An exciting opportunity has become available to help bring to market world pioneering robotics to repair oil pipelines from a safe, remote distance without the need to stop production.
A team led by engineering firm Forth has worked for the past two-and-a-half years on the creation of FSWBot, an innovative friction stir welding robotic crawler devised for internal repair and refurbishment of pipelines, and they are now looking for assistance to help bring the working prototype to the commercial stage.
The FSWBot is being developed to travel hundreds of metres down an oil pipeline to scan for any defects in the structure, and carry out subsequent repairs – all while oil continues to flow. The robot is controlled remotely by engineers at a safe distance from the pipeline.
This process will remove the need for divers to work on pipelines and for oil production to be halted, therefore saving significant time, money and, by removing humans from hazardous environments, potentially saving lives.
The FSWBot has innovative technology which allows the robot to ‘walk’ to the exact point of defect, place a milling patch in place and then weld the problem area.
Forth has produced a concept model of the FSWBot and successfully demonstrated the prototype to a consortium of partners at its headquarters in Cumbria in July.
The Innovate UK-backed project has also been supported by partners TWI, Joining 4.0 Innovation Centre (J4IC, a partnership between TWI and Lancaster University), Innvotek and London South Bank University (LSBU).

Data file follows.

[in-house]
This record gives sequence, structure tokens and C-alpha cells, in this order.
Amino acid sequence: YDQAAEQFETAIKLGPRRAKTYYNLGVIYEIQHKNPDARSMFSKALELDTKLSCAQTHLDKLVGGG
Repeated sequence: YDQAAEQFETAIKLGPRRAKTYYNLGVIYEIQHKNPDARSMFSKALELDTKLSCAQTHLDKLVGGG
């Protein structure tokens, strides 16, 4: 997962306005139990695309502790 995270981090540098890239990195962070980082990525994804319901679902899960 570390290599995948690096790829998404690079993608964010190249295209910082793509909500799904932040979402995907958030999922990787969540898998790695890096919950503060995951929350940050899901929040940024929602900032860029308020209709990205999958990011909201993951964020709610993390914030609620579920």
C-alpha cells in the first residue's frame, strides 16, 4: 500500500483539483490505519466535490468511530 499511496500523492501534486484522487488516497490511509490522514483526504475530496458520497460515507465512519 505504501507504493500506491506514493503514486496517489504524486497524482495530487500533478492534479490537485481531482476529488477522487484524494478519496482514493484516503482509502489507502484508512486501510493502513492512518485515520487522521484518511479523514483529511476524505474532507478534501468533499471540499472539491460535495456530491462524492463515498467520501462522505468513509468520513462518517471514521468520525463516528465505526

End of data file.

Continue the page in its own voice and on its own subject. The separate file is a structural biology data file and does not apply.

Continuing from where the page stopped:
Now that the pilot system has been demonstrated successfully, Forth is seeking further partners for full commercial deployment of the equipment.
Chris Downham, programme manager at Forth, said: “An exciting opportunity to bring such a pioneering piece of kit to the commercial stage now exists, and we’re keen to hear from anyone who may be interested in helping us get to the final stage.”
“In order to improve on the working prototype and assist with the commissioning process, we would like to work with partners who would be interested in helping develop such innovative technology.”
“This technology is a world-first piece of equipment and it will have a major, positive impact on the oil and gas industry, ensuring oil pipeline repairs are carried out more safely, quicker and without restricting production.
The FSWBot integrates several state-of-the-art technologies, including friction stir welding, milling, patch deployment and ultrasonic non-destructive testing (NDT), onto a robotic system that can be deployed to conduct repairs on pipelines without the need for the pipeline to be closed down for the duration of the repair.
Friction stir welding is a solid state welding process that generates enough frictional heat to soften or plasticise the metal without melting it, allowing metal components to be forged at the joint line.
The FSWBot will be a five or six-segment PIG type that will be inserted at the production end of the pipeline and will flow with the oil to a pre-designated area, where it will stop and perform the repair work.
One segment will carry the FSW machine and a steel patch dispenser, with other segments carrying the navigation, control system, communications, NDT and power storage/generation payloads.
An FSWBot2 is also under consideration for multipurpose repairs and inspections. This innovation would be a very different robot but would build on the learning from the initial development. It would be able to inspect and repair fatigue and corrosion in offshore assets as well as other subsea infrastructure and applications in other industries. It would be able to climb and walk and would be deployed from a system that has the ability to lock onto a structure.
For more information, Forth can be contacted at 01900 816000, see www.forth.uk.com for further details.